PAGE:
I like the ritual of selecting just the right mug, heating the espresso machine, waiting for that familiar sound of water pressing through beans. I like the look of steam rising off a perfect crema. Mostly, I like the jolt of caffiene finding its way into my consciousness.
Call me a java junky. I can live with that.
Monday, January 1, 2007
There are some culinary experiences that you must have at an early age or else it is nearly impossible to have those tastes imbedded in your soul, a part of your identity that has no beginning or end. When I harken back to my childhood days, it is tastes and smells from my grandmother’s kitchen that resonate deep within me.
My grandmother was a practical cook. She grew some of what she cooked or made use of what was available to her in the local stores. She had the essentials of any modern kitchen: 4-burner stove and a double oven (really quite fancy for her day). She had a big Sunbeam Mixmaster and a percolator. She didn’t own any appliances we now think of as important, such as a microwave, food processor, or blender. She probably never heard of espresso, yet there was always a simmering pot of water in case someone wanted a cuppa instant Folgers. Instant coffee aside, grandmother was a great cook before Julia or Jacques taught the rest of us how to cut up a chicken.
My cooking roots grow deeply into that history. In the subsequent years we’ve increased cultural awareness and expanded culinary horizons by having access to fresh food from the other side of the world at our doorstep overnight. We’ve watched chefs on TV teach, compete, and entertain. We have more restaurant options. From my home, I’m within an easy walk of Thai, Salvadoran, Greek, Italian, and French eateries, not to mention burger or pizza joints.
But those early tastes and smells are the ones that call to me from a not so distant history. When I cook those foods again, I share my meal with those who first shared theirs with me.
Today is such a day. Our family (and if you are from the South you already know this) ate a heaping mess o’ black-eyed peas on New Year’s Day. If you didn’t have a bowl of black-eyes, you were doomed to a luckless, miserable year. Eat the peas and you will have good luck. Eat a lot of peas and you will know joy and fortune from January to December.
It is said that there are folks from up North who think of black-eyed peas as beneath them, people who don’t really understand why such a big deal is made of eating them on the first day of the year. I cannot explain good fortune to those people, nor can I explain how their very well being depends on a particular pea. One of those people lives in my household. It is with grave responsibility that I see to his good luck every year. It is a heady responsibility, but one that I do not shirk.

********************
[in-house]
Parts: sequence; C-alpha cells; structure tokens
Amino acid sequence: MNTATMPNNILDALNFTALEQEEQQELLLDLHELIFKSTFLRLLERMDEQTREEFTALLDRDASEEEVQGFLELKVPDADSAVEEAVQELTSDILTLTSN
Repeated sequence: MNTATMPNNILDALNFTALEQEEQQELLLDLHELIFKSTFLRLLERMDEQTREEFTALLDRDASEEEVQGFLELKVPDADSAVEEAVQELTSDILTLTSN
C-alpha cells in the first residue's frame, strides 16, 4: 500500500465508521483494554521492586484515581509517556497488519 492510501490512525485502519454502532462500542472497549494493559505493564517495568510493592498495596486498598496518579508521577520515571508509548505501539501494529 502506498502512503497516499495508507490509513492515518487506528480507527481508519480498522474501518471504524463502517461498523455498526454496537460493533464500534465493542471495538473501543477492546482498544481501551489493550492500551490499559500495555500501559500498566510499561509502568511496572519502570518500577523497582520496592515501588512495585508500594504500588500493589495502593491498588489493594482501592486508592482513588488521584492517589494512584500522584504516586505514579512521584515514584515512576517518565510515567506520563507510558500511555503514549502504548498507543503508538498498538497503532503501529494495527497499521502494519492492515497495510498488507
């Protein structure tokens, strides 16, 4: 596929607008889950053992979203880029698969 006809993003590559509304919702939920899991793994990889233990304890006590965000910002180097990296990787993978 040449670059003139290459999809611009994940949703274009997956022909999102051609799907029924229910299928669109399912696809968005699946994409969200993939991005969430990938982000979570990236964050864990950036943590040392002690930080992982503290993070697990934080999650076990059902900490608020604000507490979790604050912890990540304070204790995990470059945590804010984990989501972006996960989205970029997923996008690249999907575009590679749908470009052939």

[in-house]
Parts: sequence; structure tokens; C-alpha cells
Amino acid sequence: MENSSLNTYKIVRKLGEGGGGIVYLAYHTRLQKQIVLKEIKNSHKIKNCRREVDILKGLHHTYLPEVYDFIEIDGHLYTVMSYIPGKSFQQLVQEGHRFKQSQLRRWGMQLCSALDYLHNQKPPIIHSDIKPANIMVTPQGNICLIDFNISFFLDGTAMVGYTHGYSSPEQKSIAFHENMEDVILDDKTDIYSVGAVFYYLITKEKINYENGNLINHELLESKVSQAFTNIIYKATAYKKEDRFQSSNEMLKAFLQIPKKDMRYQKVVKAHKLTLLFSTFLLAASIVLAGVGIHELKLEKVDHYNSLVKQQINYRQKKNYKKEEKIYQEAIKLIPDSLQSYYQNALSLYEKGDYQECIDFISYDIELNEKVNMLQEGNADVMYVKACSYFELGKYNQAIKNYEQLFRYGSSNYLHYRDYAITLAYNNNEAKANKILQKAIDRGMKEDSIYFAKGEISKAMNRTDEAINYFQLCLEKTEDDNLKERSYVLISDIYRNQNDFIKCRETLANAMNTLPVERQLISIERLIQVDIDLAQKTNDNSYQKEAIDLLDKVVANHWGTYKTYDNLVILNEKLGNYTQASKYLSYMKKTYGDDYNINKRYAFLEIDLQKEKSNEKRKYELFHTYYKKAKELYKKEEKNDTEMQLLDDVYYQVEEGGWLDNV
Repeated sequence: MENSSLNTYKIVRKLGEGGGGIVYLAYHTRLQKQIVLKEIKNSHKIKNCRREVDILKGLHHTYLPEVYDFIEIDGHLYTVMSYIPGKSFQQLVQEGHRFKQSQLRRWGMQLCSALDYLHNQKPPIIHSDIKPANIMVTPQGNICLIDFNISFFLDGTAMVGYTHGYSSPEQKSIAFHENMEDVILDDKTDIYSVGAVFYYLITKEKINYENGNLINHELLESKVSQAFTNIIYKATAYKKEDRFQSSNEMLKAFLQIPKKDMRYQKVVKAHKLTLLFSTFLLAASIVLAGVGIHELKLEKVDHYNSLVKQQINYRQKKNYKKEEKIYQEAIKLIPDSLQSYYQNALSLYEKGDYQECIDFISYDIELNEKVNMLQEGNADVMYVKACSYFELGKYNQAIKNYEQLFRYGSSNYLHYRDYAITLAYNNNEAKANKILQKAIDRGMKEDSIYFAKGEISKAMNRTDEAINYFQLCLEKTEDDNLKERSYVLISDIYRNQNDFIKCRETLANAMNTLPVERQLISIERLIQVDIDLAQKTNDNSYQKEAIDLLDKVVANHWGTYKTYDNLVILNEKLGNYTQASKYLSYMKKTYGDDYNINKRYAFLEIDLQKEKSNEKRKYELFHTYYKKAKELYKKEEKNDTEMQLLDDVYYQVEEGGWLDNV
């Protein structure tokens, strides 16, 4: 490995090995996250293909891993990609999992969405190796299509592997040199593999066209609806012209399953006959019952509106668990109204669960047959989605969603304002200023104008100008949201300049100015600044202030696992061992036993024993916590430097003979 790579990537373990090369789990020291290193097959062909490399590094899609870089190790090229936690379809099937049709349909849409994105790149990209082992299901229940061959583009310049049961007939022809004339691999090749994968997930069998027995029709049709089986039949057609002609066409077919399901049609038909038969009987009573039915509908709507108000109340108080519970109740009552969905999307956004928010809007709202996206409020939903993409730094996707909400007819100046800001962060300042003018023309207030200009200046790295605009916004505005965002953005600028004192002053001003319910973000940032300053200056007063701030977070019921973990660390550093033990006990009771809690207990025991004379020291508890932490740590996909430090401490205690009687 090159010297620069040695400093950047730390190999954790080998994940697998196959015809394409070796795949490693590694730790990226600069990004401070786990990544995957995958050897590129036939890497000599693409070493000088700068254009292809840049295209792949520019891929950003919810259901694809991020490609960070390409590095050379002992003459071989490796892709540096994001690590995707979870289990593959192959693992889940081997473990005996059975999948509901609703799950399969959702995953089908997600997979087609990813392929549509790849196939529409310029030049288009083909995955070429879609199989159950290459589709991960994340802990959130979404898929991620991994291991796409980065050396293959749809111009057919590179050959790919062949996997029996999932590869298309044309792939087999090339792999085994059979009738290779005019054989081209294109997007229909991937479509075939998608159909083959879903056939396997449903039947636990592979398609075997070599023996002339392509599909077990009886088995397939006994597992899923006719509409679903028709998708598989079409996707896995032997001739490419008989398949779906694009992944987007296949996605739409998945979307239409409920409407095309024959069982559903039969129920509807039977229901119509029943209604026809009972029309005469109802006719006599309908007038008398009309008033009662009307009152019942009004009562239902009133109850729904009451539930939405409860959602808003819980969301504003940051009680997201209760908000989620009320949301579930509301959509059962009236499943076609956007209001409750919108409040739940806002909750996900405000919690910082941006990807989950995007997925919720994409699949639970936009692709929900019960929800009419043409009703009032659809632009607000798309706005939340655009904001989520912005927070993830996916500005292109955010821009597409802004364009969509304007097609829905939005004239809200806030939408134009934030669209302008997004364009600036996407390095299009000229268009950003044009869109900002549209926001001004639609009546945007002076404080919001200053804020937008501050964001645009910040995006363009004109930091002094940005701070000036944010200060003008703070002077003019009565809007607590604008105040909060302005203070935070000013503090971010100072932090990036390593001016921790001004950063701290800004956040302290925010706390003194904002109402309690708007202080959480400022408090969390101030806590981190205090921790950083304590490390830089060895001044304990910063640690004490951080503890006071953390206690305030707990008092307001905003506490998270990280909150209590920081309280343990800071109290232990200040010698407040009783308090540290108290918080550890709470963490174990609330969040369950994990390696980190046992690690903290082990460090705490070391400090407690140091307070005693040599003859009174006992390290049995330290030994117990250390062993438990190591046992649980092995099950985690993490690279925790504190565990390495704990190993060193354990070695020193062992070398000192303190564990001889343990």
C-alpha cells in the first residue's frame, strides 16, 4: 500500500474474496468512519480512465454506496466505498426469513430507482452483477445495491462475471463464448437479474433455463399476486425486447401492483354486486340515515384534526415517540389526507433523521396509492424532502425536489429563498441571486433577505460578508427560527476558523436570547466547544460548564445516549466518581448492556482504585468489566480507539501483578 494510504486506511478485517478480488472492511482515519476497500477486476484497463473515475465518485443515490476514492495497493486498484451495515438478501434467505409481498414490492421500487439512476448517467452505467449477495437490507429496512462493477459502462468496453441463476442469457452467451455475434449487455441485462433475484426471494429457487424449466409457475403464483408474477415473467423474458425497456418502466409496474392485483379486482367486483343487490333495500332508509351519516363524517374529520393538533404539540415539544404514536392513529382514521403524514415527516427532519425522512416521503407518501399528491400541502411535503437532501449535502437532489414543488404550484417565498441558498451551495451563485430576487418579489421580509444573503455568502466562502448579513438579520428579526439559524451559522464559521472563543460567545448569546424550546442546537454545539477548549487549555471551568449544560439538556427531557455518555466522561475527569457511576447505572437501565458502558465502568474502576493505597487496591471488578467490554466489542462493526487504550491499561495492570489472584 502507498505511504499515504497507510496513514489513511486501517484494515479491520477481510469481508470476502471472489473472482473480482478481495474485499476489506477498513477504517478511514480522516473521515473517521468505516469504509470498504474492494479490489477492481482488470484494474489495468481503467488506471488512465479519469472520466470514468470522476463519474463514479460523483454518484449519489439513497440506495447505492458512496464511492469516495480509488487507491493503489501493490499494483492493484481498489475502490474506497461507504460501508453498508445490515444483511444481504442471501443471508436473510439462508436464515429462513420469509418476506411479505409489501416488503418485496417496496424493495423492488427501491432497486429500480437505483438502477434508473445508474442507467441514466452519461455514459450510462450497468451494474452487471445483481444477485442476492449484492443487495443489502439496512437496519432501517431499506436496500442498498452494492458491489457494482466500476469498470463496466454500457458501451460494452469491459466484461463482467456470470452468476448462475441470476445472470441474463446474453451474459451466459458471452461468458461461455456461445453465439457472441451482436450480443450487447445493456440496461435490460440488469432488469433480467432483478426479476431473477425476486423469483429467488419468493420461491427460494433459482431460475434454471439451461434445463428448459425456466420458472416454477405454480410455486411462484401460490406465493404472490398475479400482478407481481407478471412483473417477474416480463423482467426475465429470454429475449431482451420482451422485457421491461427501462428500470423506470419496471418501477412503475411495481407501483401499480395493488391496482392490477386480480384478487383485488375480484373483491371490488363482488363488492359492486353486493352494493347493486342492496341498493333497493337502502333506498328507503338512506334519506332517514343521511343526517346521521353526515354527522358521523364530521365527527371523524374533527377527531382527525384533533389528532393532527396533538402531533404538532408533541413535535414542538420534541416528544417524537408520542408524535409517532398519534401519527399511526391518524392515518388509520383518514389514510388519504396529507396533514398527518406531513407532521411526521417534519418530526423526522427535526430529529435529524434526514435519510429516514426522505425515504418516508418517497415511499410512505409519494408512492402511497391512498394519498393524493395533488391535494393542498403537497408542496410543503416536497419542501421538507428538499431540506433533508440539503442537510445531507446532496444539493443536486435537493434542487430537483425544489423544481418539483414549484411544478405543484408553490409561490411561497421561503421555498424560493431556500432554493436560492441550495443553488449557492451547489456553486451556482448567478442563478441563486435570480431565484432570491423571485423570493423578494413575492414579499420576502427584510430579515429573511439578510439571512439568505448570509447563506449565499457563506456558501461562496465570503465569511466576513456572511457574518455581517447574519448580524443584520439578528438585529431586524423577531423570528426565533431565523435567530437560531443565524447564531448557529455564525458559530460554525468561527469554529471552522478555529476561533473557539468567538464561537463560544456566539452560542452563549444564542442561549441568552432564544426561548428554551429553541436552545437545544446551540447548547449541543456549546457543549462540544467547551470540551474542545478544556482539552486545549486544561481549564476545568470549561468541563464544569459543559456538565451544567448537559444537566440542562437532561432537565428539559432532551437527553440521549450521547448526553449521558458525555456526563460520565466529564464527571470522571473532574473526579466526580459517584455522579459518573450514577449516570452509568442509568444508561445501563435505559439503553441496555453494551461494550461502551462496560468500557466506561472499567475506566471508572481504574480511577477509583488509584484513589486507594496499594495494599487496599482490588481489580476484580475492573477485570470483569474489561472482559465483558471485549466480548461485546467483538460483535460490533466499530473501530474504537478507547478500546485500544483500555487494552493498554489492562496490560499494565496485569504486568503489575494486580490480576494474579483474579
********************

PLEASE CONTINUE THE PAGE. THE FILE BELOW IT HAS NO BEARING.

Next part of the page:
So, from my home to yours, I wish you good luck and great fortune this year. But to be on the safe side, you should eat a heaping helping of black-eyed peas!
This recipe makes a flavorful salad or side dish. Adapt it with whatever you have on hand to suit your preferred tastes. Be sure to serve black-eyed peas on New Year's Day for good luck!
2 cups of fresh black-eyed peas, rinsed and carefully picked over
2-3 slices of bacon, chopped into small pieces (see Cooks Notes below)
1 cup of sweet onions, chopped
1-3 fresh jalapenos, seeded and finely chopped (see Cooks Notes below)
Several cloves of garlic, minced
½ cup chopped stewed tomatoes, drained (or 1 cup of fresh tomatoes, seeded)
1 tablespoon Balsamic vinegar (or red wine, if you like traditional flavors)
1 tablespoon Worcestershire
Salt and pepper to taste
In a medium saucepan, cook the chopped bacon until the fat is rendered and the bacon is beginning to crisp. Remove the bacon pieces to a paper towel, and drain all but 1 tablespoon of fat from the pan.
To the hot fat, add the onions and jalapenos. After they have begun to soften, add the garlic, and then stir the vegetables to assure that the fat is evenly distributed.
After 1-2 minutes (don’t let the garlic start to brown), add the peas and enough water to just cover the peas and vegetables. Gently simmer for 20-30 minutes, covered, until the peas are tender. (Be careful not to overcook or the water will evaporate and leave you with a burned mess.)
Add the chopped tomatoes to the cooked peas, and then stir in the vinegar and Worcestershire. Simmer a few minutes more, uncovered until all liquids are absorbed.
Salt and pepper to taste.
Serve warm as a side dish or cold as a salad. May be made the day before to allow flavors to blend.
There are a million ways to prepare a good mess of black-eyed peas. Begin by choosing what form of pea you will use: dried, fresh, canned, or frozen. Then decide if your peas will end up as the main course, a side vegetable, or an appetizer. It is all up to you! I start with fresh peas whenever possible, and let my imagination determine how the peas should be prepared.
If you don’t have fresh jalapenos available, it is fine to substitute canned jalapenos other fresh peppers. If you don’t have any peppers (fresh or hot), try adding some decent hot sauce such as Tabasco.
Black-eyed peas are traditionally cooked with bacon. If you don't have bacon, but have saved some bacon fat from previous cooking adventures, use that fat as a reasonable substitution. It will add a wonderful smoky flavor to the peas. You can also substitute chopped ham or even a bit of smoked sausage. It is up to you!